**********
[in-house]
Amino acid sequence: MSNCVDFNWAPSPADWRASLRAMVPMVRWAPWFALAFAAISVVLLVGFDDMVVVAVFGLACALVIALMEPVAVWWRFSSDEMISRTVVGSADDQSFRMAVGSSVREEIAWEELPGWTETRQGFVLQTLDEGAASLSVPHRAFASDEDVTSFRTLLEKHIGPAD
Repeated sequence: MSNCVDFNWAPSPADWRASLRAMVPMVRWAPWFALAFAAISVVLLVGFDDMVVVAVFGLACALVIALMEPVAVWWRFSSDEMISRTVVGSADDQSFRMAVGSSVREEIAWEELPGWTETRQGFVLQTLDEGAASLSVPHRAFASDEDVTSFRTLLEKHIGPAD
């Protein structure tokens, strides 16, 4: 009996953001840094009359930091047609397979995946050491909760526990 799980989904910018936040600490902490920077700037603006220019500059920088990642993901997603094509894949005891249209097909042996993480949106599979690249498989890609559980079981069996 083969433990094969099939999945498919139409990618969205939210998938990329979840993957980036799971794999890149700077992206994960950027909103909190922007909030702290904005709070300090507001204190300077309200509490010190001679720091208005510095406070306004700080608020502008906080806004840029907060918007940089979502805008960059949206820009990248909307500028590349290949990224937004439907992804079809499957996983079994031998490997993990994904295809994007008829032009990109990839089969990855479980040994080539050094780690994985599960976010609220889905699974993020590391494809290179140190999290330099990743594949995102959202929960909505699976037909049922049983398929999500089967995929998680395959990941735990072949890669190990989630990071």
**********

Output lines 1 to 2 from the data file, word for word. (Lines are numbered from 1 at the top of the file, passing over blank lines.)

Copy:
[in-house]
Amino acid sequence: MSNCVDFNWAPSPADWRASLRAMVPMVRWAPWFALAFAAISVVLLVGFDDMVVVAVFGLACALVIALMEPVAVWWRFSSDEMISRTVVGSADDQSFRMAVGSSVREEIAWEELPGWTETRQGFVLQTLDEGAASLSVPHRAFASDEDVTSFRTLLEKHIGPAD